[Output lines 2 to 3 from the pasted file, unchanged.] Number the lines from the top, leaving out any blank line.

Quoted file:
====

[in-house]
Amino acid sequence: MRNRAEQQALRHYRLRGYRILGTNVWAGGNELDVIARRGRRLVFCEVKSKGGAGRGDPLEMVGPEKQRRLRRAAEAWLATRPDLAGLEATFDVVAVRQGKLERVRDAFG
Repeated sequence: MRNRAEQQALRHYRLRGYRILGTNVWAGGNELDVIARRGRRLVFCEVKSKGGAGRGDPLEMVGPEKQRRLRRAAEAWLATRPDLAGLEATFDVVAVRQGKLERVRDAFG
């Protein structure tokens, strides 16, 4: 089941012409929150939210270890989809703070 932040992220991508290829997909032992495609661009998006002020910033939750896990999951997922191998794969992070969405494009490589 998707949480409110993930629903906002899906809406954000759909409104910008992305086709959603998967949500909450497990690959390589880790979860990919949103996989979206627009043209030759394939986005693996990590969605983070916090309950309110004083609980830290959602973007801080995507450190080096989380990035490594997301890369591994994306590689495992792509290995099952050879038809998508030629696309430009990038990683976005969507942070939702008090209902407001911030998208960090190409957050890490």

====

Amino acid sequence: MRNRAEQQALRHYRLRGYRILGTNVWAGGNELDVIARRGRRLVFCEVKSKGGAGRGDPLEMVGPEKQRRLRRAAEAWLATRPDLAGLEATFDVVAVRQGKLERVRDAFG
Repeated sequence: MRNRAEQQALRHYRLRGYRILGTNVWAGGNELDVIARRGRRLVFCEVKSKGGAGRGDPLEMVGPEKQRRLRRAAEAWLATRPDLAGLEATFDVVAVRQGKLERVRDAFG